“Now I say unto you,” continued Alma, “if this be the desire of your hearts, what have you against being baptized in the name of the Lord, as a witness before him that ye have entered into a covenant with him, that ye will serve him and keep his commandments, that he may pour out his Spirit more abundantly upon you?

“And now when the people had heard these words, they clapped their hands for joy, and exclaimed: This is the desire of our hearts.

“And now it came to pass that Alma took Helam, he being one of the first, and went and stood forth in the water, and cried, saying: O Lord, pour out thy Spirit upon thy servant, that he may do this work with holiness of heart.

“And when he had said these words, the Spirit of the Lord was upon him, and he said: Helam, I baptize thee, having authority from the Almighty God, as a testimony that ye have entered into a covenant to serve him until you are dead as to the mortal body; and may the Spirit of the Lord be poured out upon you; and may he grant unto you eternal life, through the redemption of Christ, whom he has prepared from the foundation of the world.” (Mosiah 18:8–13; italics added.)

In light of these revelations, it seems inevitable to me, as it did to Brother Wells, that every person who is baptized and receives the gift of the Holy Ghost, which seals the ordinance, is under solemn covenant with the Lord to obey his commandments. With like certainty the scriptures make it clear that caring for the poor is one of those commandments.

Few, if any, of the Lord’s instructions are stated more often, or given more emphasis in the scriptures than is the commandment that we members of his church take care of the poor.

In December 1830, the very year in which the Church was organized, he decreed that “the poor and the meek shall have the gospel preached unto them” (D&C 35:15).

And just a few days later, on January 2, 1831, he gave the Prophet Joseph the revelation recorded in the thirty-eighth section of the Doctrine and Covenants, in which he dramatically illustrated our obligation to provide for the poor.

He says, “For your salvation,”—that’s a pretty good reason—“For your salvation I give unto you a commandment. …

“Wherefore, hear my voice and follow me. …”

(Now this was before the Church was a year old.)

“And let every man esteem his brother as himself, and practise virtue and holiness before me.

“And again I say unto you, let every man esteem his brother as himself.

“For what man among you having twelve sons, and is no respecter of them, and they serve him obediently, and he saith unto the one: Be thou clothed in robes and sit thou here; and to the other: Be thou clothed in rags and sit thou there—and looketh upon his sons and saith I am just?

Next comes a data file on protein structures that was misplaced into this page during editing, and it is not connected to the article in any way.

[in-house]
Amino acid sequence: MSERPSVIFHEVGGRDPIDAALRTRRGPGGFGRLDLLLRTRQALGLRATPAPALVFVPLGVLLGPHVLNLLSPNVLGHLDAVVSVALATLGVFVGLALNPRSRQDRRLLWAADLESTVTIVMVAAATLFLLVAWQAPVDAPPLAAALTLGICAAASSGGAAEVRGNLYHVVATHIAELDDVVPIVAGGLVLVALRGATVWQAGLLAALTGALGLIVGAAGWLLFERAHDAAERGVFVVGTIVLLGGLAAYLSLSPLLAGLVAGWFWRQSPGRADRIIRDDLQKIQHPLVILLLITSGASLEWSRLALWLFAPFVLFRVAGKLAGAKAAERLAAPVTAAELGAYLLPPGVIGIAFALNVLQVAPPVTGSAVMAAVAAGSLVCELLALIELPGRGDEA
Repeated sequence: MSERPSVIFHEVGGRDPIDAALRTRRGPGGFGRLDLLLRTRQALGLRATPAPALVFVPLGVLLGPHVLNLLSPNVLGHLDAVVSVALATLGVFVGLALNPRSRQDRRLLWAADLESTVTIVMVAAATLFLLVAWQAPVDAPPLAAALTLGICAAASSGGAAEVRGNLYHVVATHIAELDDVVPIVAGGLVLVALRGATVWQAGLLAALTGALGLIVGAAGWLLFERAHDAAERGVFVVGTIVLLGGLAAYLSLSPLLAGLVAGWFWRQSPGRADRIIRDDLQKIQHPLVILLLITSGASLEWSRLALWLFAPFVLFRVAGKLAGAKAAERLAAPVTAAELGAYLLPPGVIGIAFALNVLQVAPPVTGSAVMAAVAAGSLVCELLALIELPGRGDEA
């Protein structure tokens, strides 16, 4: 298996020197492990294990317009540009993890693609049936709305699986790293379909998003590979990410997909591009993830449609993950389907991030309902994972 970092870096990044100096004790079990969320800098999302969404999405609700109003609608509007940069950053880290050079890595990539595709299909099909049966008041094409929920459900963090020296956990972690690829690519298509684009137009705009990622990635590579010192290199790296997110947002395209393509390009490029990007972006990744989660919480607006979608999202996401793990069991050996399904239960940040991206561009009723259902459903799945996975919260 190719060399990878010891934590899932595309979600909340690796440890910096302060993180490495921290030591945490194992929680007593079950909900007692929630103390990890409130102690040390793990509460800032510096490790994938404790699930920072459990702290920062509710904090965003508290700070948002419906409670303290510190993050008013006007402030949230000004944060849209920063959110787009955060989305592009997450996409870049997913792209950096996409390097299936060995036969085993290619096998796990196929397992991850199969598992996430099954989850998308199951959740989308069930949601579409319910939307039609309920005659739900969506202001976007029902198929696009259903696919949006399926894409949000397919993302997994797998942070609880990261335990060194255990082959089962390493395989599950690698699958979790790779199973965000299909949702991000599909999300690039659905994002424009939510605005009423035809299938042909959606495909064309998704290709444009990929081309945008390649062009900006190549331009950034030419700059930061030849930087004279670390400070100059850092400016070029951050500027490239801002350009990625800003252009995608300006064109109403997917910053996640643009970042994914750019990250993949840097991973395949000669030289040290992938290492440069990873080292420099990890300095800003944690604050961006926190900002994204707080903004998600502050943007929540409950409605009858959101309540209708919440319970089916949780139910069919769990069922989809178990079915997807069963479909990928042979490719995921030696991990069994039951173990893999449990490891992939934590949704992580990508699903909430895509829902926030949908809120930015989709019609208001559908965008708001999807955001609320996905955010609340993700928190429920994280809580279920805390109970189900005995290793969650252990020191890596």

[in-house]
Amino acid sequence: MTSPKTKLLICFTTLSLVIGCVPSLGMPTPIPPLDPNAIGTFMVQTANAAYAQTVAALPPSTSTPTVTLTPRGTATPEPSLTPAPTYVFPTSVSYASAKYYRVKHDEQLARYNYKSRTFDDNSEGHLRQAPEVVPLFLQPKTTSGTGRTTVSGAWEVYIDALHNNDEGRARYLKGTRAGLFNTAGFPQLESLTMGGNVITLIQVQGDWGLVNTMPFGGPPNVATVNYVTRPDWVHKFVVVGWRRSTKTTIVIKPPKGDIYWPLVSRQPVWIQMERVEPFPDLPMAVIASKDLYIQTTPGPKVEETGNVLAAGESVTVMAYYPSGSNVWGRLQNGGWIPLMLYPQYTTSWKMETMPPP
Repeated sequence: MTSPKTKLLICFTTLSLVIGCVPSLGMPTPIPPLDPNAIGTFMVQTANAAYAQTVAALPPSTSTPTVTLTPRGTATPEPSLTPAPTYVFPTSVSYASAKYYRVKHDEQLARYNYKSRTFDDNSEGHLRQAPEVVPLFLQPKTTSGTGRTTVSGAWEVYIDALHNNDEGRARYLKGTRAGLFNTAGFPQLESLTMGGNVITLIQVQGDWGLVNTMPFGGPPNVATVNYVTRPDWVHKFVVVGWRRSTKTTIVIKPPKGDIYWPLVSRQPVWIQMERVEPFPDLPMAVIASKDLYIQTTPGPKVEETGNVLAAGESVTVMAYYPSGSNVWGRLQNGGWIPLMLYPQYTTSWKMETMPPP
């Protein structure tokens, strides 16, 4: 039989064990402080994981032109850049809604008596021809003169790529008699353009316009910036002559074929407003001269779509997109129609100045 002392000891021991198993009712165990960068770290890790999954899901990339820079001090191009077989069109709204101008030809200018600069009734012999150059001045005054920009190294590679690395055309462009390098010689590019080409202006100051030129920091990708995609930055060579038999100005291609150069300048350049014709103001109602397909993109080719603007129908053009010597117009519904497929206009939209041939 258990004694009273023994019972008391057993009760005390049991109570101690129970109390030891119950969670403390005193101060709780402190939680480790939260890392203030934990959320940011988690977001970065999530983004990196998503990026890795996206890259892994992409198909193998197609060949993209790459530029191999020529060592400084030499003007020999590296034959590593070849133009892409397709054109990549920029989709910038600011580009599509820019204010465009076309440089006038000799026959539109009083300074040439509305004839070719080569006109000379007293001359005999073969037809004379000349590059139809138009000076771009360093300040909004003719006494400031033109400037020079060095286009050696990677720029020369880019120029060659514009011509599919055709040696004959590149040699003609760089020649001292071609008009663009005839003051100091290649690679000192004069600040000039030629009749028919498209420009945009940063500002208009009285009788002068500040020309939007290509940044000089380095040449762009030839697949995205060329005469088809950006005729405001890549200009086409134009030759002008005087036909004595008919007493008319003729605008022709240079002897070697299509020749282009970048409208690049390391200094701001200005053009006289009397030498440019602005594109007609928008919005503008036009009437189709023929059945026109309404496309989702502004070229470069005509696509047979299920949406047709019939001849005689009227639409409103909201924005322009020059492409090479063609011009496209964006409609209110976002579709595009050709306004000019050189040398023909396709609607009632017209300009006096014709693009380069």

“Behold, this I have given unto you as a parable, and it is even as I am. I say unto you [he’s talking to the members of the Church], be one; and if ye are not one ye are not mine. …

“And now,” he continued, “I give unto the church in these parts a commandment, that certain men among them shall be appointed, and they shall be appointed by the voice of the church;

“And they shall look to the poor and the needy, and administer to their relief that they shall not suffer.” (D&C 38:16, 22, 24–27, 34–35.)

Just a month and five days later the Lord said:

“If thou lovest me thou shalt serve me and keep all my commandments.

“And behold, thou wilt remember the poor, and consecrate of thy properties for their support … with a covenant and a deed which cannot be broken.

“And inasmuch as ye impart of your substance unto the poor, ye will do it unto me.” (D&C 42:29–31.)

Before the month ended, he added in another revelation:

“Behold, I say unto you, that ye must visit the poor and the needy and administer to their relief” (D&C 44:6).

At the conference held in June of 1831, the Lord instructed the elders to “remember … the poor and the needy, the sick and the afflicted, for he that doeth not these things, the same is not my disciple” (D&C 52:40).

Later the same month he declared:

“Wo unto you rich men, that will not give your substance to the poor, for your riches will canker your souls; and this shall be your lamentation in the day of visitation, and of judgment, and of indignation: The harvest is past, the summer is ended, and my soul is not saved!” (D&C 56:16.)

I suppose I’ve said enough to establish the fact that caring for the poor is a covenantal obligation. It follows, then, that we look after our poor and distressed not only because it is convenient, or exciting, or socially acceptable; we should do it first and foremost in fulfillment of our covenant with the Lord that we will do so.